If the defense of the lives and property of peaceful citizens from robbers and murderers was not the purpose of God when he ordained the sword, then what was that purpose? Why did he give the sword to the State if it is not to be raised against such ruthless criminals as Japan and Germany? "He beareth not the sword in vain for he is the minister of God, a revenger to execute wrath upon him that doeth evil."

To quote, Thou shalt not kill, as an execute for not helping your country in perils like those we now face displays a weakness that is deplorable in men who claim to know enough to be a Christian. The same God who said, Thou shalt not kill, provided the death sentence for some twenty different offenses under the law. Who did he expect to execute those sentences? How could they do it without killings? The "powers that be" were to execute those sentences under due process of law. Did God contradict himself in his laws? Such arguments make him do it. That the Lord ordained the use of the carnal sword in civil government is easily established from both the Old and New Testament. Under the law the giving of statutes requiring capital punishment in a number of different offenses implies the use of the sword in the hands of the "powers that be", whoever those powers might be whose duty it was to uphold the law, "For there is no power but of God, for the powers that be are ordained of God". We can't argue that question with the inspired apostle, and unless we do the point is settled.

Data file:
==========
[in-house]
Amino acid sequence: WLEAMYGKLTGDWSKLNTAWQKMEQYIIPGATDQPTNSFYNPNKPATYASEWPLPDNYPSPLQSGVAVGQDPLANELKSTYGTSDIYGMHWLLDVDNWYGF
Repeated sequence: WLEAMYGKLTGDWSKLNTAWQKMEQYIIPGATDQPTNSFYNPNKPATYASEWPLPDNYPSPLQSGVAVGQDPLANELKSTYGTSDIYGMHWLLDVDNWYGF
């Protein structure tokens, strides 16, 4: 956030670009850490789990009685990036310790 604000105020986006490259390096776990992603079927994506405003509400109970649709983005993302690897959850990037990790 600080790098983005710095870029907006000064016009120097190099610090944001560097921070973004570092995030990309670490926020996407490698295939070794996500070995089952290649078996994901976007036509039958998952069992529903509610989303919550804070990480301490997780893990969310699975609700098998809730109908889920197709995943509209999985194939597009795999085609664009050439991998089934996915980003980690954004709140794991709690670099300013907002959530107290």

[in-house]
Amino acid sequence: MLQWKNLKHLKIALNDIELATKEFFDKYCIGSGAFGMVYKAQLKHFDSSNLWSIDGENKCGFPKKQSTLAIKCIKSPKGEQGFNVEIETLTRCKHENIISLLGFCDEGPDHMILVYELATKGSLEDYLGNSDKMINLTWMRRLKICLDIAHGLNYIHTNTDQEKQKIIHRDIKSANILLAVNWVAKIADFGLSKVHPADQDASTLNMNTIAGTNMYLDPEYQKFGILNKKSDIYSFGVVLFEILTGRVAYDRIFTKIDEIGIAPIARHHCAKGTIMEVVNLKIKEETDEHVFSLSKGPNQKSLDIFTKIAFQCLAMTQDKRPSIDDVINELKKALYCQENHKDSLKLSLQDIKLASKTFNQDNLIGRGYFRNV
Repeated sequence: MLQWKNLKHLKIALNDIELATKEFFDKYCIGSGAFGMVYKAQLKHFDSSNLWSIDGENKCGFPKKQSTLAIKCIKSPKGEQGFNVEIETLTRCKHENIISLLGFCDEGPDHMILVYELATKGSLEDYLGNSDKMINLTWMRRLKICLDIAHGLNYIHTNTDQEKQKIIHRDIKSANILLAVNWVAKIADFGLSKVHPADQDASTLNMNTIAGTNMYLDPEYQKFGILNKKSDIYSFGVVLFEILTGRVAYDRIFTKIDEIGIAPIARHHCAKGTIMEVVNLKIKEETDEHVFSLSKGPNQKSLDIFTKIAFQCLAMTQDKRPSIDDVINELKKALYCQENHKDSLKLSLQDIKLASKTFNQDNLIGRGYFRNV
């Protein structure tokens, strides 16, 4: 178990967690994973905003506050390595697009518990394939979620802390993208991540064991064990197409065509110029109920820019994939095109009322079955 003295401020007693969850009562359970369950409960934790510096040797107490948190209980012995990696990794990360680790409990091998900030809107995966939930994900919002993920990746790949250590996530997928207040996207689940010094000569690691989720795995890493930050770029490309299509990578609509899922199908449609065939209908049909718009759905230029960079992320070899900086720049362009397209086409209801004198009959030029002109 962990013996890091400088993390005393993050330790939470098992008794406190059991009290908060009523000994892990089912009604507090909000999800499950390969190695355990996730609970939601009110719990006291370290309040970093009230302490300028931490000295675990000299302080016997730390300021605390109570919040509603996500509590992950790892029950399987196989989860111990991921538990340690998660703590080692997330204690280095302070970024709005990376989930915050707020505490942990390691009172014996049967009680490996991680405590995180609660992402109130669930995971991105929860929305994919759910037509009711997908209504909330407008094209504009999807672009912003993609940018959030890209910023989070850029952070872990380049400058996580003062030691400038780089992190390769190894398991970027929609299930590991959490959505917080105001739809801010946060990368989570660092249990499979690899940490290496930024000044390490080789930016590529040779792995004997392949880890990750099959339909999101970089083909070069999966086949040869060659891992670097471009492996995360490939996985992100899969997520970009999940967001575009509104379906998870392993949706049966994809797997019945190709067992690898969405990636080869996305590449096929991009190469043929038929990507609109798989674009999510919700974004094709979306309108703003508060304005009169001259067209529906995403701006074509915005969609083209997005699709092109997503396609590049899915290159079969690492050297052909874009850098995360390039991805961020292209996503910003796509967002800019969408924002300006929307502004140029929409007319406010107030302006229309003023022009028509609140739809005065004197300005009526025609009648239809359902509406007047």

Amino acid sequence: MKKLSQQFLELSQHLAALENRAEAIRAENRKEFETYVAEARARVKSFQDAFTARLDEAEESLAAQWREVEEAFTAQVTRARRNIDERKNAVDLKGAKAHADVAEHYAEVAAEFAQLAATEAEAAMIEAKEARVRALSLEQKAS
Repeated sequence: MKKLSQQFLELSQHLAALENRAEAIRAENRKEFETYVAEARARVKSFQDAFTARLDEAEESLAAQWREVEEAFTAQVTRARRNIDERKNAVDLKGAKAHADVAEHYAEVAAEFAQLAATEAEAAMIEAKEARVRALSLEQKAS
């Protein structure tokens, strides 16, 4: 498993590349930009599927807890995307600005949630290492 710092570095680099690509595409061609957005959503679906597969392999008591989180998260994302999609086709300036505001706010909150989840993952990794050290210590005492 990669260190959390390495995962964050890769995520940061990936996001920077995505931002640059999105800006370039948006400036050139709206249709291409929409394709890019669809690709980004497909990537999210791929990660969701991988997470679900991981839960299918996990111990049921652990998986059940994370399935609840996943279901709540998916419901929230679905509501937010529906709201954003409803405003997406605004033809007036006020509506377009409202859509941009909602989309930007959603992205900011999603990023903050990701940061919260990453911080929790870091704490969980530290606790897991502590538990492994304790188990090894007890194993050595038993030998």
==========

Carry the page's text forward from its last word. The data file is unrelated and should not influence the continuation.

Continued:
Perhaps the oft quoted, and badly misunderstood, and misapplied passage from the Savior himself is all the proof we should require. "My kingdom is not of this world, if my kingdom were of this world then would my disciples fight that I should not be delivered unto thee". He did not mean to teach that there are not some kingdoms which are of this world, and rightly so, for he Himself had taught his own disciples to render unto Caesar the things which are Caesars, and unto God the things which are Gods. He did not seem to think there should be any conflict, and his own language clearly declares that if his kingdom had been of that kind his disciples would have been taught to fight for him.

He came to set up a different kind of kingdom, one above all such kingdoms, and which should be over all of them. But he never hinted that man could live without such organized government, or should live without them, and just so long as men live in the world there will be civil government, and some will be good and some bad, perhaps. God will bless and help the righteous rulers, and we are taught to pray for them, and be in subjection to them, and therefore we should work as we pray, for we should work to bring about an answer to our prayers.